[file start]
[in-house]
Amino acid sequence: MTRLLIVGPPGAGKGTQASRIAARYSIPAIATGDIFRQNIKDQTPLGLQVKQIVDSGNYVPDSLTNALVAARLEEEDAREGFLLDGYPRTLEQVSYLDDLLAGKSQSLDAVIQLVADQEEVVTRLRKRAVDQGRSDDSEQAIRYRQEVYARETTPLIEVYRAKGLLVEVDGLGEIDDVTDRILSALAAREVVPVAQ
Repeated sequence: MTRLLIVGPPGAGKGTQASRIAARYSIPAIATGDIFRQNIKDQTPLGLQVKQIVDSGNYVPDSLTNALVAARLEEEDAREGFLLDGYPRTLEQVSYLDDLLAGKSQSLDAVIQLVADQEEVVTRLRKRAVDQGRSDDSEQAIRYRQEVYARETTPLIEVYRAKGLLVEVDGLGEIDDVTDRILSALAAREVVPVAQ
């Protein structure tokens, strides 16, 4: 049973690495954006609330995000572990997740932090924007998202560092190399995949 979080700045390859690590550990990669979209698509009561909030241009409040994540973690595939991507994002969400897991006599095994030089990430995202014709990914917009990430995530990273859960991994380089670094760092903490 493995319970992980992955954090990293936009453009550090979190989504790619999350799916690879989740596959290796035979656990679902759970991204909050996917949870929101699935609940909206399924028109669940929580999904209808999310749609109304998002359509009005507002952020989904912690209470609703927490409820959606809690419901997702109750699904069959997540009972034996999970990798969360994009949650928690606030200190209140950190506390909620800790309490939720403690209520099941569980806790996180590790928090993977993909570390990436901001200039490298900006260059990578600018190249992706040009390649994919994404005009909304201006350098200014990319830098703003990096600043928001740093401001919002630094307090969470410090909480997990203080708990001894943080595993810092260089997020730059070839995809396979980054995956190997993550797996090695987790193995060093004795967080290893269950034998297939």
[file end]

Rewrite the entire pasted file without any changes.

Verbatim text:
[in-house]
Amino acid sequence: MTRLLIVGPPGAGKGTQASRIAARYSIPAIATGDIFRQNIKDQTPLGLQVKQIVDSGNYVPDSLTNALVAARLEEEDAREGFLLDGYPRTLEQVSYLDDLLAGKSQSLDAVIQLVADQEEVVTRLRKRAVDQGRSDDSEQAIRYRQEVYARETTPLIEVYRAKGLLVEVDGLGEIDDVTDRILSALAAREVVPVAQ
Repeated sequence: MTRLLIVGPPGAGKGTQASRIAARYSIPAIATGDIFRQNIKDQTPLGLQVKQIVDSGNYVPDSLTNALVAARLEEEDAREGFLLDGYPRTLEQVSYLDDLLAGKSQSLDAVIQLVADQEEVVTRLRKRAVDQGRSDDSEQAIRYRQEVYARETTPLIEVYRAKGLLVEVDGLGEIDDVTDRILSALAAREVVPVAQ
């Protein structure tokens, strides 16, 4: 049973690495954006609330995000572990997740932090924007998202560092190399995949 979080700045390859690590550990990669979209698509009561909030241009409040994540973690595939991507994002969400897991006599095994030089990430995202014709990914917009990430995530990273859960991994380089670094760092903490 493995319970992980992955954090990293936009453009550090979190989504790619999350799916690879989740596959290796035979656990679902759970991204909050996917949870929101699935609940909206399924028109669940929580999904209808999310749609109304998002359509009005507002952020989904912690209470609703927490409820959606809690419901997702109750699904069959997540009972034996999970990798969360994009949650928690606030200190209140950190506390909620800790309490939720403690209520099941569980806790996180590790928090993977993909570390990436901001200039490298900006260059990578600018190249992706040009390649994919994404005009909304201006350098200014990319830098703003990096600043928001740093401001919002630094307090969470410090909480997990203080708990001894943080595993810092260089997020730059070839995809396979980054995956190997993550797996090695987790193995060093004795967080290893269950034998297939």